The story chronicles David’s few successes and many failures throughout this turbulent decade. One of the things I found most interesting was the variety of different gay political groups, and their intrigue, backstabbing and infighting that was a constant theme. Groups would form and dissolve at the drop of a skirt, and seemed more social than political.

The main issue that kept me from enjoying the storyline is that I found the book to be completely over-written. I felt the author could have easily cut out three hundred pages, and the result would be a tighter and more interesting story. As it is, I often found myself wading hip deep in detail that didn’t add much to the story. This was a problem from page one to the end.

This is a long, slow, repetitive, and often entertaining read. I recommend it for those readers who are interested in seeing a unique view of one of the most important and volatile periods in gay history. The following is an excerpt from the book that shows what the political situation was at that time:

In the film Milk, many got their first glimpse of the gay rights struggles of the 70s. Were those struggles an exercise in futility? Consider the following about 1980:
-­It had been just six years since Los Angeles police were ordered to harass and arrest homosexuals.
-­It had been just eight years since many states had special camps for incarcerating homosexuals.
-­It had been just ten years since it was illegal for bartenders in New York City to serve homosexuals.
-­It had been just eleven years since it was illegal in Dade County, Florida, for three or more homosexuals to congregate in public.
-­It had been just twelve years since a Time Magazine poll showed that most Americans despised homosexuals more than murderers.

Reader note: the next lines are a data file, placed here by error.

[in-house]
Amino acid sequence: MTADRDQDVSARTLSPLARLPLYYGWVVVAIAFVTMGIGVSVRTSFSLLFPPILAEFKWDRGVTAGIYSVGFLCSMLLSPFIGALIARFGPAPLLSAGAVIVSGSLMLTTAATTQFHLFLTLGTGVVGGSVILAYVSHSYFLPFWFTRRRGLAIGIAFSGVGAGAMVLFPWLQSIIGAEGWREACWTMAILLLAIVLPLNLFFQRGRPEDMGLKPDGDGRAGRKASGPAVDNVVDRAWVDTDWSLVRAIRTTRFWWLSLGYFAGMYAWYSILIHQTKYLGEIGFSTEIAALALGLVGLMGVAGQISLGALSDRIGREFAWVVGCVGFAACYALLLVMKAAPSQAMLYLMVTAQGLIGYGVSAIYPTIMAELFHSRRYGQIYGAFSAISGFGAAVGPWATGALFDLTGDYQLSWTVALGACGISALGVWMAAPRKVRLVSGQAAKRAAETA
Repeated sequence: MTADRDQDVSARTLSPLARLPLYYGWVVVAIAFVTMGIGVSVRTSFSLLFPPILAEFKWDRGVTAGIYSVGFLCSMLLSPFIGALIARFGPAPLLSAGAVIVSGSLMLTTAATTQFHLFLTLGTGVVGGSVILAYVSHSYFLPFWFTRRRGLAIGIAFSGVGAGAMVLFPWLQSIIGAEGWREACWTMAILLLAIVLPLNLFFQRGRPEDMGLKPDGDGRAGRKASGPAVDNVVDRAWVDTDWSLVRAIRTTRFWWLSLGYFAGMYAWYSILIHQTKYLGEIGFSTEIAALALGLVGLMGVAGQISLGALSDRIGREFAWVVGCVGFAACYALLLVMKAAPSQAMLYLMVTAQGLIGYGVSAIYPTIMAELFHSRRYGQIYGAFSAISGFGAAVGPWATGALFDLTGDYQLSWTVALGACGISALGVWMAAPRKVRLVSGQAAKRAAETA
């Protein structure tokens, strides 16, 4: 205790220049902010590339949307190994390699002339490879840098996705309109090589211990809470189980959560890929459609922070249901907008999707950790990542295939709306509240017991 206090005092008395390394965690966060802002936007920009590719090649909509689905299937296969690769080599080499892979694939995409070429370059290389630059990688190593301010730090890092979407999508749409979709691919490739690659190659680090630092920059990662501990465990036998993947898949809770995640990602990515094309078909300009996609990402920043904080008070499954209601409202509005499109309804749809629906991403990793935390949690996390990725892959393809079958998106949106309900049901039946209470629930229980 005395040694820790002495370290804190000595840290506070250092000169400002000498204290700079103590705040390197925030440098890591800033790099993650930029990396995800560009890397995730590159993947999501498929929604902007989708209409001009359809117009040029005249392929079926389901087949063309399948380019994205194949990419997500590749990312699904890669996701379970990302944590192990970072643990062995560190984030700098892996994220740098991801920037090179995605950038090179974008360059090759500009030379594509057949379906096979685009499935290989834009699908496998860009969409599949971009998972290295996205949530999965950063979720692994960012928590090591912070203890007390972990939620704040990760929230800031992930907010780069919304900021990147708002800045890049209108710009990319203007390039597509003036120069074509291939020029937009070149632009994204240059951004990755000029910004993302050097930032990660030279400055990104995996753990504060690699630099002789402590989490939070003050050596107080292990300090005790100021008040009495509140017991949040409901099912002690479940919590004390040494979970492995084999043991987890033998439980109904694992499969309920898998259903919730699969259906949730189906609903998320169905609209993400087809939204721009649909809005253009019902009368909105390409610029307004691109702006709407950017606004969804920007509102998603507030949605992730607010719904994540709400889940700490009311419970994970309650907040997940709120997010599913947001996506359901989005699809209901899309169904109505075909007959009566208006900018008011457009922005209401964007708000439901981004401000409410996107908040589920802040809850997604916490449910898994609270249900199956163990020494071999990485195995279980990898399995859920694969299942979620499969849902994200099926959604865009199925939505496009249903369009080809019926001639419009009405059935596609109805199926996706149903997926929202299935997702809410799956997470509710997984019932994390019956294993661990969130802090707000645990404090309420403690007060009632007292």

-­It had been just fourteen years since a respected judge on the Florida Supreme Court wrote in a ruling that Americans would view the death penalty far more favorably if it was used against homosexuals.
So, suppose there was no uprising. Suppose Bryant and Briggs and Walinsky had won. Suppose the religious right was at peak strength in 1980, instead of in tatters.
And then the plague came.

Anita Bryant, who was fired from the Florida Citrus Commission, divorced by her husband, ruined in her career as a singer, and driven into bankruptcy; but those who choose to use God to justify their prejudices had better take note.

For more information about his book or author, go to

Monday, April 18, 2011

A new tool saves time & money with my writing

I use a Mac laptop to write, and I have a wifi interface in my home to connect me to the Internet. My screenwriting partner, Ed Harris, has the same Mac/wifi setup in his house in San Francisco, which is thirty miles away. In the past, I always drove into the city and spent the day working at his house, then of course drove home.